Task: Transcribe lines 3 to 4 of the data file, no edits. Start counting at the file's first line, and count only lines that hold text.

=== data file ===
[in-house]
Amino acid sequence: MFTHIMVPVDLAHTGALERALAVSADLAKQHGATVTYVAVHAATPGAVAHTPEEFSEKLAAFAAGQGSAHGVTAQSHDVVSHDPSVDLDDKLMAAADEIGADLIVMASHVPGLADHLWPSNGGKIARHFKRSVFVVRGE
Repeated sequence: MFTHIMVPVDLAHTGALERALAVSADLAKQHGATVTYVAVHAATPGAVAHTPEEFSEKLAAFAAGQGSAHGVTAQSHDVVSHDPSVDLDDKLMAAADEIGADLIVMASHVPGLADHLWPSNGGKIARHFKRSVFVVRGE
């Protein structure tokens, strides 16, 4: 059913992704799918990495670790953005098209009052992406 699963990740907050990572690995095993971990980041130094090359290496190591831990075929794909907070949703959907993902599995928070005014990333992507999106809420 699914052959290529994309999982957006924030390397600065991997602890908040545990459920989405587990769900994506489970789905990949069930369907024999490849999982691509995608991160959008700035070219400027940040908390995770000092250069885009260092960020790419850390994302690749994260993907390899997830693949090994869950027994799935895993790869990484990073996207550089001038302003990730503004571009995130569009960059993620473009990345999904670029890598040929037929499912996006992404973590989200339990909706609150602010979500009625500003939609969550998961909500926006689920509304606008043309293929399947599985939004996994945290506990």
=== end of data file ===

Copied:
Repeated sequence: MFTHIMVPVDLAHTGALERALAVSADLAKQHGATVTYVAVHAATPGAVAHTPEEFSEKLAAFAAGQGSAHGVTAQSHDVVSHDPSVDLDDKLMAAADEIGADLIVMASHVPGLADHLWPSNGGKIARHFKRSVFVVRGE
């Protein structure tokens, strides 16, 4: 059913992704799918990495670790953005098209009052992406 699963990740907050990572690995095993971990980041130094090359290496190591831990075929794909907070949703959907993902599995928070005014990333992507999106809420 699914052959290529994309999982957006924030390397600065991997602890908040545990459920989405587990769900994506489970789905990949069930369907024999490849999982691509995608991160959008700035070219400027940040908390995770000092250069885009260092960020790419850390994302690749994260993907390899997830693949090994869950027994799935895993790869990484990073996207550089001038302003990730503004571009995130569009960059993620473009990345999904670029890598040929037929499912996006992404973590989200339990909706609150602010979500009625500003939609969550998961909500926006689920509304606008043309293929399947599985939004996994945290506990």